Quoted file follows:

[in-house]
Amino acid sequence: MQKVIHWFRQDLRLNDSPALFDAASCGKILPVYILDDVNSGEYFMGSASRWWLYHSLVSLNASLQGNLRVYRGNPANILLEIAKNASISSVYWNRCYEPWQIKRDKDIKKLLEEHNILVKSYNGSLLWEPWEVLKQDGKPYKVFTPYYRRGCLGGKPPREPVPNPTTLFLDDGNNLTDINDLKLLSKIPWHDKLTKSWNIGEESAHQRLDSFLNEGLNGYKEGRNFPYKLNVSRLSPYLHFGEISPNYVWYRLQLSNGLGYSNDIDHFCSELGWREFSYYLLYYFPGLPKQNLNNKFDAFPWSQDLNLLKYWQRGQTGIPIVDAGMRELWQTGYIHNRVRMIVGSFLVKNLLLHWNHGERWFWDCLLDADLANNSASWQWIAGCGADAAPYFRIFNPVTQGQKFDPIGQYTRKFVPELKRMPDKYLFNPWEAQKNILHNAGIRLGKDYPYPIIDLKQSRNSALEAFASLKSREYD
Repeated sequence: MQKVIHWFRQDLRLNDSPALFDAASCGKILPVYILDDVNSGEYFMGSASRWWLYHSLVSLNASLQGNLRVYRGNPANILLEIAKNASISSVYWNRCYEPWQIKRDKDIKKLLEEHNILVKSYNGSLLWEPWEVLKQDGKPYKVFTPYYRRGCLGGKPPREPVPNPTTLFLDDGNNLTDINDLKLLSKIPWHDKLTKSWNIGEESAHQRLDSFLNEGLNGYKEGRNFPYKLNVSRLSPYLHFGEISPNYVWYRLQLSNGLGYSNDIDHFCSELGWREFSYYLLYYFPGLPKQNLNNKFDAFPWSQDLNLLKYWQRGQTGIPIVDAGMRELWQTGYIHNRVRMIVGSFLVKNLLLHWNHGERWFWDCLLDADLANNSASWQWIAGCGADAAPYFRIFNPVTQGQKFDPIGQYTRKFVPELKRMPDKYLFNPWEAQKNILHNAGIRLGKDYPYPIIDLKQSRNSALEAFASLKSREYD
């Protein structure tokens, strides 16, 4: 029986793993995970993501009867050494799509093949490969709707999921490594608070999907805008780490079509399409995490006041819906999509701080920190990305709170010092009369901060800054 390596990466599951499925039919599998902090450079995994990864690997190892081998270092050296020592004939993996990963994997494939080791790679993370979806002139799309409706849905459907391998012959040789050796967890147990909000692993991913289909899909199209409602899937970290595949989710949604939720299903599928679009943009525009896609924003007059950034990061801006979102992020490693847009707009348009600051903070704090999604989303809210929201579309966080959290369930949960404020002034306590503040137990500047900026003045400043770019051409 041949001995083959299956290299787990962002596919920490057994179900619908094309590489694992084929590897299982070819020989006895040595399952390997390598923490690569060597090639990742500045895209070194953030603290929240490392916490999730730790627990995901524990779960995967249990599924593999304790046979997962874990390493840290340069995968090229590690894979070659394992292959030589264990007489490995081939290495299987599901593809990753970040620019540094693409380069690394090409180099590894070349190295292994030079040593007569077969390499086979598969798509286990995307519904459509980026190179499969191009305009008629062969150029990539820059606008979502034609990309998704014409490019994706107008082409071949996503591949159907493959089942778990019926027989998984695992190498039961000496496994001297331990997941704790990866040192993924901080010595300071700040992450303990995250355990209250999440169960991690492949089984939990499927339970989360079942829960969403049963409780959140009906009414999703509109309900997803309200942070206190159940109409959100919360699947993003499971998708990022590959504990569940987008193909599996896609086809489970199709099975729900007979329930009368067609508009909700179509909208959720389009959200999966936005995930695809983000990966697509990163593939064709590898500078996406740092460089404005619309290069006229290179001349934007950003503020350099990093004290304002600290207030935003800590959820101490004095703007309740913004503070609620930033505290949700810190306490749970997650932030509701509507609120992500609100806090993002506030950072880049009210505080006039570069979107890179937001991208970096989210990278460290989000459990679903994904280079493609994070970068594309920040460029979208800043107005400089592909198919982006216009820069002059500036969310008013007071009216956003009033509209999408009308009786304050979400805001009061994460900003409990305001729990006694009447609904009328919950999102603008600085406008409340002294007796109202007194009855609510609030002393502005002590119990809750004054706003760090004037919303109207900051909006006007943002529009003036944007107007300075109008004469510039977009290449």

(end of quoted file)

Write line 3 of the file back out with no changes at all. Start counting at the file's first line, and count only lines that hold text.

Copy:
Repeated sequence: MQKVIHWFRQDLRLNDSPALFDAASCGKILPVYILDDVNSGEYFMGSASRWWLYHSLVSLNASLQGNLRVYRGNPANILLEIAKNASISSVYWNRCYEPWQIKRDKDIKKLLEEHNILVKSYNGSLLWEPWEVLKQDGKPYKVFTPYYRRGCLGGKPPREPVPNPTTLFLDDGNNLTDINDLKLLSKIPWHDKLTKSWNIGEESAHQRLDSFLNEGLNGYKEGRNFPYKLNVSRLSPYLHFGEISPNYVWYRLQLSNGLGYSNDIDHFCSELGWREFSYYLLYYFPGLPKQNLNNKFDAFPWSQDLNLLKYWQRGQTGIPIVDAGMRELWQTGYIHNRVRMIVGSFLVKNLLLHWNHGERWFWDCLLDADLANNSASWQWIAGCGADAAPYFRIFNPVTQGQKFDPIGQYTRKFVPELKRMPDKYLFNPWEAQKNILHNAGIRLGKDYPYPIIDLKQSRNSALEAFASLKSREYD